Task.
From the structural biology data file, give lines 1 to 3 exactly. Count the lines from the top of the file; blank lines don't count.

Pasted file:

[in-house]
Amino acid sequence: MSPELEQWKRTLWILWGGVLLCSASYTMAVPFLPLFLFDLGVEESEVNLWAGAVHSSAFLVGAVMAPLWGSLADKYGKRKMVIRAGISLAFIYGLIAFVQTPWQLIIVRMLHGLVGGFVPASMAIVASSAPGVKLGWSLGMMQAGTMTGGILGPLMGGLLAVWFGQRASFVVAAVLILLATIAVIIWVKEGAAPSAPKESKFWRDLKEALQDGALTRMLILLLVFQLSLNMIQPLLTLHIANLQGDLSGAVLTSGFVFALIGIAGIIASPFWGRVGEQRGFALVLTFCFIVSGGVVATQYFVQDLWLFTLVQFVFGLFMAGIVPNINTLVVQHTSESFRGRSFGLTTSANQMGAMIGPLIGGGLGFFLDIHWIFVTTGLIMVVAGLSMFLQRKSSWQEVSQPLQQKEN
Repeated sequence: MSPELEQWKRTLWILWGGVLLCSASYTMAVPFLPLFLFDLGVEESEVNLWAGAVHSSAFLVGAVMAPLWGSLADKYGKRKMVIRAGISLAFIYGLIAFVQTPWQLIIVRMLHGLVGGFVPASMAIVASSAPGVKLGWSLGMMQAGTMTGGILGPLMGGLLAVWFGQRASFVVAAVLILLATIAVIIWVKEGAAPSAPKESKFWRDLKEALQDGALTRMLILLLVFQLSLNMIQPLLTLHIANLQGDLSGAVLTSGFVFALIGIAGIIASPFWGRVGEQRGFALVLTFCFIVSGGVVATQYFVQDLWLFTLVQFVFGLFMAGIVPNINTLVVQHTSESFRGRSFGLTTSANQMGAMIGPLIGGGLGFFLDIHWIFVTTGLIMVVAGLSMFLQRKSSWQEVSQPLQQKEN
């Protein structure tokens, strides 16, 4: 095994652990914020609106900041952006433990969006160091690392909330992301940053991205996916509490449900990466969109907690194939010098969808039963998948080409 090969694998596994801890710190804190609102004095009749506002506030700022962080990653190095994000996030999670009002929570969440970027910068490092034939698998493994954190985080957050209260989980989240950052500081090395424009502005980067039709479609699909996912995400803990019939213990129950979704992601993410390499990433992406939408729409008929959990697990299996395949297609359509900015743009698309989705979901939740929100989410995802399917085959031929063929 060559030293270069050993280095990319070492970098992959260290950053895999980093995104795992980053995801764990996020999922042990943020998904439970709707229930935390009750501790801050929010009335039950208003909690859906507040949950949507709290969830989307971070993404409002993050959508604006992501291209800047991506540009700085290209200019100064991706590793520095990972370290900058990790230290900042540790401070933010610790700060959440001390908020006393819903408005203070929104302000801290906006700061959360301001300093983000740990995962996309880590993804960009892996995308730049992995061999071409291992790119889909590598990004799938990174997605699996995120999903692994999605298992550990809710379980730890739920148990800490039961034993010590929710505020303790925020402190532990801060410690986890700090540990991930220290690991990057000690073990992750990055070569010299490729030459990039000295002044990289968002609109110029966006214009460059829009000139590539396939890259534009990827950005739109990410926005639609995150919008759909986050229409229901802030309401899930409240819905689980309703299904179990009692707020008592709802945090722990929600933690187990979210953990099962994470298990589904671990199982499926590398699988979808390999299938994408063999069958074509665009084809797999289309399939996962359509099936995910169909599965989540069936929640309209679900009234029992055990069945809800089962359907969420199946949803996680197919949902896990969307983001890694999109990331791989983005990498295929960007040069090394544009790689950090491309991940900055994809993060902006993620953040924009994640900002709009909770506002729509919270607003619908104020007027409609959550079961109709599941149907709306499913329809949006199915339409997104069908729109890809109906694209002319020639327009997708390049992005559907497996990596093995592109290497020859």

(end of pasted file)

[in-house]
Amino acid sequence: MSPELEQWKRTLWILWGGVLLCSASYTMAVPFLPLFLFDLGVEESEVNLWAGAVHSSAFLVGAVMAPLWGSLADKYGKRKMVIRAGISLAFIYGLIAFVQTPWQLIIVRMLHGLVGGFVPASMAIVASSAPGVKLGWSLGMMQAGTMTGGILGPLMGGLLAVWFGQRASFVVAAVLILLATIAVIIWVKEGAAPSAPKESKFWRDLKEALQDGALTRMLILLLVFQLSLNMIQPLLTLHIANLQGDLSGAVLTSGFVFALIGIAGIIASPFWGRVGEQRGFALVLTFCFIVSGGVVATQYFVQDLWLFTLVQFVFGLFMAGIVPNINTLVVQHTSESFRGRSFGLTTSANQMGAMIGPLIGGGLGFFLDIHWIFVTTGLIMVVAGLSMFLQRKSSWQEVSQPLQQKEN
Repeated sequence: MSPELEQWKRTLWILWGGVLLCSASYTMAVPFLPLFLFDLGVEESEVNLWAGAVHSSAFLVGAVMAPLWGSLADKYGKRKMVIRAGISLAFIYGLIAFVQTPWQLIIVRMLHGLVGGFVPASMAIVASSAPGVKLGWSLGMMQAGTMTGGILGPLMGGLLAVWFGQRASFVVAAVLILLATIAVIIWVKEGAAPSAPKESKFWRDLKEALQDGALTRMLILLLVFQLSLNMIQPLLTLHIANLQGDLSGAVLTSGFVFALIGIAGIIASPFWGRVGEQRGFALVLTFCFIVSGGVVATQYFVQDLWLFTLVQFVFGLFMAGIVPNINTLVVQHTSESFRGRSFGLTTSANQMGAMIGPLIGGGLGFFLDIHWIFVTTGLIMVVAGLSMFLQRKSSWQEVSQPLQQKEN